We held a community ‘Action Day’ to discuss issues surrounding water and sanitation hygiene, with particular focus on the normality of women’s menstruation health management (MHM). Over 300 people attended and backed the cause. Epitomising this was our men’s MHM corner; we had the idea to have two ‘corners’ during our Action Day and take shifts occupying them. The purpose of these were for men and women who had questions on MHM to come and privately ask us advice and guidance.
During my shift, a man approached me and my Team Leader Sarya and asked us whether female periods were healthy. We explained to him their normality for all girls around the globe. His face was visibly shocked; he informed us that he had been locking his daughters in a ‘red-room’ for seven days a month and not letting them out until their menstruation period had concluded. This is because in certain segments of rural Tanzania there are beliefs that ovulating women can make men impotent. These opinions are influenced by decades of enforcement, tradition and cultural differences. It was not his intention to mistreat these young women, but to protect the ongoing heritage and future generations of his family. It shows that even a simple conversation can make a massive difference to a domino effect of people. He swore to us that he would never do anything like that again.
With this fresh in our minds we took this to the SMC at Kiberege school, we told them the importance of MHM, and they allowed us to teach it in their school with the additional support of the parents. We also stressed the importance of a consistently clean and monitored MHM room (one was constructed with the toilets) and the importance of hygiene materials in the schools such as soap, toilet brushes and bleach, to which they agreed. Things were finally beginning to look up.
It was around this time that nearly all of my teams work boots were stolen. During the night they were kept in the locked storage room of the school. Fortunately for me, I had taken mine home that evening to clean them. The next day we returned to see no signs of struggle or forced entry, the padlock was still on the door and all the school’s belongings were still in place. Many of these boots were purchased by both my British and Tanzanian counterparts, and work had to stop for about a week until we could get replacements.
Community mobilisation meetings followed, we gathered up groups of elders, women and young adults to conduct in-village surveys on their current knowledge. We contacted local businesses to see what stock they supplied regarding hygiene. In Bwawani, there were few shops that supplied sanitary pads and puritabs, yet all of them stocked bars of soap and its powdered variant. We then invited all of these business leaders to a meeting at the school and openly encouraged the SMC to pursue business relations with them to keep their toilets stocked, because, and this was stressed – we were not coming back again.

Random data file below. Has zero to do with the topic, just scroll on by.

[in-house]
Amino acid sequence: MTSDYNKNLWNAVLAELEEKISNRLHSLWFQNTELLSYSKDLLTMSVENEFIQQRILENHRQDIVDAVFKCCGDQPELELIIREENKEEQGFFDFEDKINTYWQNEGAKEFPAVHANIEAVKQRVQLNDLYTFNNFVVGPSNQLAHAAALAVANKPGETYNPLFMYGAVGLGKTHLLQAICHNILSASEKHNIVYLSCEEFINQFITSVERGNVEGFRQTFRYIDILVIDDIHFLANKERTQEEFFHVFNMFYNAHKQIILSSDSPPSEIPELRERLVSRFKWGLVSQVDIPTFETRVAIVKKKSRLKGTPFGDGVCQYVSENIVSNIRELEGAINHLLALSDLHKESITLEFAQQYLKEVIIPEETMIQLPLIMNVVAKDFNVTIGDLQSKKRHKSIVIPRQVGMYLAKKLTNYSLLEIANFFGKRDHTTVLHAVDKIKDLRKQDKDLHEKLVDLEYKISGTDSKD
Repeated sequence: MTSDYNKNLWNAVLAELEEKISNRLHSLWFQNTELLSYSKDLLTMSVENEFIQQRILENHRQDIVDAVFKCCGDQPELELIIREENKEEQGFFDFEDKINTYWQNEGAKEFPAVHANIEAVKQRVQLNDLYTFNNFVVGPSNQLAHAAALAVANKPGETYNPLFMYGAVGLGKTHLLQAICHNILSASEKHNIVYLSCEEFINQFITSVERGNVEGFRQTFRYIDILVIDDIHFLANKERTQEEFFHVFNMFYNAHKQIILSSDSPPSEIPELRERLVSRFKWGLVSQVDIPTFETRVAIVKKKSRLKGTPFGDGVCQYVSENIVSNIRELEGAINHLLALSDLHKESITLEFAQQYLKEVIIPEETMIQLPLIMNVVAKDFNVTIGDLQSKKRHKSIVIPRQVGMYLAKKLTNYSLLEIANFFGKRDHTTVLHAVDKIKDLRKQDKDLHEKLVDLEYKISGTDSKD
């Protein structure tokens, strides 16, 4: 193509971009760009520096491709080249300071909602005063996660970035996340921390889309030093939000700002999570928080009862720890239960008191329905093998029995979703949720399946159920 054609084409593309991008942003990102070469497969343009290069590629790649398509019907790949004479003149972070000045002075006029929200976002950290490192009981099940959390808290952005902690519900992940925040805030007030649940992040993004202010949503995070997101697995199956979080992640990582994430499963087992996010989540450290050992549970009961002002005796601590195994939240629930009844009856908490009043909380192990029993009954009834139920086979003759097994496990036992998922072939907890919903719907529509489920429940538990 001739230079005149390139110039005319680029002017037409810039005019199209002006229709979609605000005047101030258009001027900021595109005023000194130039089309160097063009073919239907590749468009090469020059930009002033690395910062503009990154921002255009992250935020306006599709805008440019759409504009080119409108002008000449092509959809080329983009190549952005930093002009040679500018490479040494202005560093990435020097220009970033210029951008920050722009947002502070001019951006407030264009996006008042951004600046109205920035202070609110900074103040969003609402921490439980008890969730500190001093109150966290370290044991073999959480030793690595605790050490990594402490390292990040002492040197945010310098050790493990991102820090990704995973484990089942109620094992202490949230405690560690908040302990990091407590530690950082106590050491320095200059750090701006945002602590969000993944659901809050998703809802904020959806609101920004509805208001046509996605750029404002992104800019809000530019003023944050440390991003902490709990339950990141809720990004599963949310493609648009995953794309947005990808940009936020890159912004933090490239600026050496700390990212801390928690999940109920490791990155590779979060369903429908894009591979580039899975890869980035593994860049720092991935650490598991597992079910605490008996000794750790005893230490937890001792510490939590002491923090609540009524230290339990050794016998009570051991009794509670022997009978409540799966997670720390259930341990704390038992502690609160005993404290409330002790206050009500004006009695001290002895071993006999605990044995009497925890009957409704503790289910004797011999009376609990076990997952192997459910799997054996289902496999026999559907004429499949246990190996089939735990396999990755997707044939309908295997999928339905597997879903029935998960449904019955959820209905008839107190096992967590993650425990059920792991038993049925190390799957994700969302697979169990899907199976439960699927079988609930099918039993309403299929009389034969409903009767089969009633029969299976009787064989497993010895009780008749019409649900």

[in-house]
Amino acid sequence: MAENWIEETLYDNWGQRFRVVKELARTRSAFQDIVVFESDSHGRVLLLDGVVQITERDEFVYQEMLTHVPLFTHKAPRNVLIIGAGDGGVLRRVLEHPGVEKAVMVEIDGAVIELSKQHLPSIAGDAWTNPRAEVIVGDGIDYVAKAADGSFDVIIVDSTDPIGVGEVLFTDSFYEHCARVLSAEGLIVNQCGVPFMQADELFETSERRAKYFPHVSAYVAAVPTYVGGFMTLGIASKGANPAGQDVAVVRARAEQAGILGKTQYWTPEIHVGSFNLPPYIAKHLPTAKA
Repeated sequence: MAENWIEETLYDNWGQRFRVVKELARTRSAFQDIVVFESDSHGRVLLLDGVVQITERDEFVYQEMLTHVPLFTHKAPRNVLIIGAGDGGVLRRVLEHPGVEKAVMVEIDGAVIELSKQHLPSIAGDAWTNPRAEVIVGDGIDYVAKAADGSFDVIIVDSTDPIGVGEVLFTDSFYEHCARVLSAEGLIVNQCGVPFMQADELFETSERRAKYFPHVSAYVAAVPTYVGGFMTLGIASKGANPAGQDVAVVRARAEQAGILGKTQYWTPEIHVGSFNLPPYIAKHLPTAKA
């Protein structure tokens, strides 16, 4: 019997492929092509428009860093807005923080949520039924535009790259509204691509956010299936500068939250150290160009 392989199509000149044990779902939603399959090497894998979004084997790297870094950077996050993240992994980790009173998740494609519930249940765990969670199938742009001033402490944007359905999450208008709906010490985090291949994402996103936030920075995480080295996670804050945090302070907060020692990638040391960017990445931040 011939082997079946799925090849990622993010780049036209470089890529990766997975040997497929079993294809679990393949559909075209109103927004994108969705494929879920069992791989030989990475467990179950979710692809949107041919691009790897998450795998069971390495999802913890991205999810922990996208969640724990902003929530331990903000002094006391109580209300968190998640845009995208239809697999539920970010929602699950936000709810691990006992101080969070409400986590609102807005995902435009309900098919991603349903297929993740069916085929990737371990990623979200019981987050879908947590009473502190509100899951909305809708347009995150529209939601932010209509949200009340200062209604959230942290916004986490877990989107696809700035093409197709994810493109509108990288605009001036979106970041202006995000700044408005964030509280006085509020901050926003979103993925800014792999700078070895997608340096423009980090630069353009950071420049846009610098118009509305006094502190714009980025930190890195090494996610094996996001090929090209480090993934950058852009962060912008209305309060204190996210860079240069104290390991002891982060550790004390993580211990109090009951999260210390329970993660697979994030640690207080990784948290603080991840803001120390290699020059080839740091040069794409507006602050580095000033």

The efforts we had made finally started sticking in the final few days of our project.
This was worth pursuing at Kiberege school for the benefit of the children who studied there; the next generation always deserves a chance. The opening ceremony of our very own teachers’ toilets followed and was a complete success. We ensured that they had the keys and could not claim that they “didn’t have any”. We left Bwawani truly feeling that we had made a difference against all odds. We headed into our next adventure after a quick recharge in Morogoro. The next stop was Chimlata School in the Kongwa district of Dodoma.
Upon re-reading and re-editing this article I find myself frustrated at myself for not further pursuing what was going on under the surface at Kiberege School. However, the situation me and my colleagues were under was very difficult both physically and emotionally.After the departure of my team, the School Management Committee fell back into old habits, however this time there were repercussionsfrom the now rejuvenated district and their passionate Village Environmental Officer.The headteacher of Kiberege school has since been sacked and replaced. Here’s hoping that their new hire places the children first, investing in their futures – rather than insisting on ‘business as usual’.
I truly believe that Raleigh International does fantastic work, but it does highlight the difficulties of AID work in third-world countries with regards to potential corruption. That is not even touching on the ‘white-saviour complex’.
But that is a topic for another day.
Finally, I just want to give a massive thank you to Amy Pragnell, Phoebe Nelson and Bryn Williams for their invaluable assistance in writing this blog post.You guys rock.